2. the reason for the shortage is directly attributable to loss of specific teacher training courses for specialist home economics teachers

  3. tertiary institutions appear to be hesitant/slow in adjusting programmes to meet changing demands for what and how home economics teachers are expected to teach

  4. shortages were the normal experience in comparison to over supply.

Although no such study has been completed for the New Zealand context, an assumption is made that the outcomes would be similar to that of the Australian research. Data to support this assumption includes:



    • In 1987, less than 45% of New Zealand home economics teachers were under the age of thirty-nine. As this group of teachers draws closer to retirement age there are significant implications for filling these existing positions and any newly created positions due to increased student numbers (Research and Statistics, 1987).

    • The number of home economics teaching graduates was already in decline at the time of the above research, and the trend has continued.

The consequences of this shortage are that schools face either collapsing courses, recruiting teachers from overseas, or employing teachers with ‘an interest in the field’ but with no formal teacher education in the specialist area. Student learning in home economics is inevitably affected as students are taught at NCEA levels by people without the necessary knowledge of underlying principles, approaches and content. Many schools report the shortage of supply and of suitably trained teachers, including availability of qualified day relievers, is of significant concern to short- and long-term sustainability of home economics. New Zealand has significant career opportunities for people with qualifications and expertise in food and nutrition, for example, as food technologists in industry, nutritionists in health related occupations in the community, and in the tourism industries. The shortage of home economics teachers impacts on the supply of professionals in all these areas.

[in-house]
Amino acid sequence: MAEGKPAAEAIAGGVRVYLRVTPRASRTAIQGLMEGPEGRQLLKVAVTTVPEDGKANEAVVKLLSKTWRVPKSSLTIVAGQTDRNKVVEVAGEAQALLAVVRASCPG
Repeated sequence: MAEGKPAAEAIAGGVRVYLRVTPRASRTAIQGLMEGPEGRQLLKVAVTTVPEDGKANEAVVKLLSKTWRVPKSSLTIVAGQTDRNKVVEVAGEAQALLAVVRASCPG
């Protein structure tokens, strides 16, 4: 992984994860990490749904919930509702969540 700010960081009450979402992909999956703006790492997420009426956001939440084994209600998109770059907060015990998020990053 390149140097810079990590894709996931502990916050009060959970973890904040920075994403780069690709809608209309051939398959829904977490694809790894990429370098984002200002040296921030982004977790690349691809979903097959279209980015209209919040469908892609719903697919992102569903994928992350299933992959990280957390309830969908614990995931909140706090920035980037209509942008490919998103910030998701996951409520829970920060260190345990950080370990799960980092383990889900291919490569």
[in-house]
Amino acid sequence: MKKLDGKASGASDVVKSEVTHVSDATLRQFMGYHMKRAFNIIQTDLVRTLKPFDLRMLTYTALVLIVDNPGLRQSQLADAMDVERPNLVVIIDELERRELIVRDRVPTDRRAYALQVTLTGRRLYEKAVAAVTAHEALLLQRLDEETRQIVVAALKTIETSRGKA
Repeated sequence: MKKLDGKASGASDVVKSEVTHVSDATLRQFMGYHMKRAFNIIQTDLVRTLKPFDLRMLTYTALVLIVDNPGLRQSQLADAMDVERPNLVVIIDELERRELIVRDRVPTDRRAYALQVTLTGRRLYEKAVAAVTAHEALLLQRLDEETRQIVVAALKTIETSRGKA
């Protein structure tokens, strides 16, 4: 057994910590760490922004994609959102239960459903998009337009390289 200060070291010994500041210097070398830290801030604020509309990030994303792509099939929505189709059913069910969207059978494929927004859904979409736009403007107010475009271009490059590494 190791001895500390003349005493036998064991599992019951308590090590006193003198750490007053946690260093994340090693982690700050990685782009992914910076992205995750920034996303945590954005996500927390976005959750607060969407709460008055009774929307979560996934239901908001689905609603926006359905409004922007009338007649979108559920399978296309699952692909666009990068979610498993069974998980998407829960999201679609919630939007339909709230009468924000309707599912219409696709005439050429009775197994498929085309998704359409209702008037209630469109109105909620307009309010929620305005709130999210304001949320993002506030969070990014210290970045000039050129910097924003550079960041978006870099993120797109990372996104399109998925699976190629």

Relevance, confidence and enjoyment of learning

Students enjoy studying home economics, and home economics was one of the most popular 2003 optional choices at year 11 (Hipkins, Vaughan, Beals, & Ferral, 2004). Students’ reasons for taking home economics are explicitly linked to its contextual focus – they chose it for “life skills” and for “the practical aspects” (ibid, p. xvii) The most commonly cited reasons that students valued learning, and in particular home economics, were because it was enjoyable, interesting, exciting, challenging, relevant and useful, and they enjoyed the practical aspects (Hipkins, Vaughan, Beals, & Ferral, 2004; Hipkins & Conner, 2004; Jones, 1994). Students are also clear about the relevance of their learning on personal, interpersonal and societal levels. This was described as “broadening their view of the world and increasing their understandings of social issues” and “home economics students often noted the appeal of the subjects practical components such as cooking” (MoE, 2005, p. 5).


Enjoyment is seen to be significant in improving student outcomes as evidenced by current learning research, which indicates a correlation between positive emotions and their contribution to higher order thinking and long-term memory effectiveness (Pendergast, 2006; Haksell, 2001). If enjoyment is such a crucial factor to learning, then there are clear implications for the sustainability of students as life long learners (Hipkins & Vaughan, 2002).
Relevancy is also achieved by the provision of meaningful learning contexts that enable students to have ownership of their learning process. At the same time, learning needs to be challenging, entertaining and allow for opinions to be expressed. The learning environment and relationships with the teacher is also a contributor to ensuring enjoyment of learning. Students like the more relaxed approach to teaching and learning and “felt they had better relationships with their teachers” (MoE, 2005, p. 5). It has also been noted that students find home economics was less stressful [in comparison to other subjects] because of the way it was conducted (Jones, 1994).